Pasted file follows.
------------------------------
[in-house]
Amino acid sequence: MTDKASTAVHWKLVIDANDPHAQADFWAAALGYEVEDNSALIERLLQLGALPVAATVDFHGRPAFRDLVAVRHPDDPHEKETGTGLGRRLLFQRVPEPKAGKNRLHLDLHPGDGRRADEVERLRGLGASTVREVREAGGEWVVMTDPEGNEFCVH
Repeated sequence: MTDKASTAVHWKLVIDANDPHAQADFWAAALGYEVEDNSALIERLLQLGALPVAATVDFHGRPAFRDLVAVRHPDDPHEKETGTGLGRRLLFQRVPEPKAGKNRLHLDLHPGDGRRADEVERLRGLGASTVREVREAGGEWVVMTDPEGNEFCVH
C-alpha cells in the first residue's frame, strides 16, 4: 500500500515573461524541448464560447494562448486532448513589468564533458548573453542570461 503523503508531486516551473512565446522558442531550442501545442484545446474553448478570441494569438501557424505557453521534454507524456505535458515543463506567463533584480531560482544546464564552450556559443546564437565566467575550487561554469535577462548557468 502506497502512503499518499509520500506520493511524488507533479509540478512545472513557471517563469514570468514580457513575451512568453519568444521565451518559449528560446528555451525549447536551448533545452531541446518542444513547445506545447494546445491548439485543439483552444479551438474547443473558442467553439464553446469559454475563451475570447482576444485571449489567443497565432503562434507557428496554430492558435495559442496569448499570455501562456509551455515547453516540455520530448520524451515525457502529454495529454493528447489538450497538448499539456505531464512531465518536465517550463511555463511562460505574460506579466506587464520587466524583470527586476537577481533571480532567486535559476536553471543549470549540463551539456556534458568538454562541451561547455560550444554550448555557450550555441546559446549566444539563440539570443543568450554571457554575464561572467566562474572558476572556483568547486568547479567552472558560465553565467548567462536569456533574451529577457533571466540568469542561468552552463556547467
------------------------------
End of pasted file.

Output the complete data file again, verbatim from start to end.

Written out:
[in-house]
Amino acid sequence: MTDKASTAVHWKLVIDANDPHAQADFWAAALGYEVEDNSALIERLLQLGALPVAATVDFHGRPAFRDLVAVRHPDDPHEKETGTGLGRRLLFQRVPEPKAGKNRLHLDLHPGDGRRADEVERLRGLGASTVREVREAGGEWVVMTDPEGNEFCVH
Repeated sequence: MTDKASTAVHWKLVIDANDPHAQADFWAAALGYEVEDNSALIERLLQLGALPVAATVDFHGRPAFRDLVAVRHPDDPHEKETGTGLGRRLLFQRVPEPKAGKNRLHLDLHPGDGRRADEVERLRGLGASTVREVREAGGEWVVMTDPEGNEFCVH
C-alpha cells in the first residue's frame, strides 16, 4: 500500500515573461524541448464560447494562448486532448513589468564533458548573453542570461 503523503508531486516551473512565446522558442531550442501545442484545446474553448478570441494569438501557424505557453521534454507524456505535458515543463506567463533584480531560482544546464564552450556559443546564437565566467575550487561554469535577462548557468 502506497502512503499518499509520500506520493511524488507533479509540478512545472513557471517563469514570468514580457513575451512568453519568444521565451518559449528560446528555451525549447536551448533545452531541446518542444513547445506545447494546445491548439485543439483552444479551438474547443473558442467553439464553446469559454475563451475570447482576444485571449489567443497565432503562434507557428496554430492558435495559442496569448499570455501562456509551455515547453516540455520530448520524451515525457502529454495529454493528447489538450497538448499539456505531464512531465518536465517550463511555463511562460505574460506579466506587464520587466524583470527586476537577481533571480532567486535559476536553471543549470549540463551539456556534458568538454562541451561547455560550444554550448555557450550555441546559446549566444539563440539570443543568450554571457554575464561572467566562474572558476572556483568547486568547479567552472558560465553565467548567462536569456533574451529577457533571466540568469542561468552552463556547467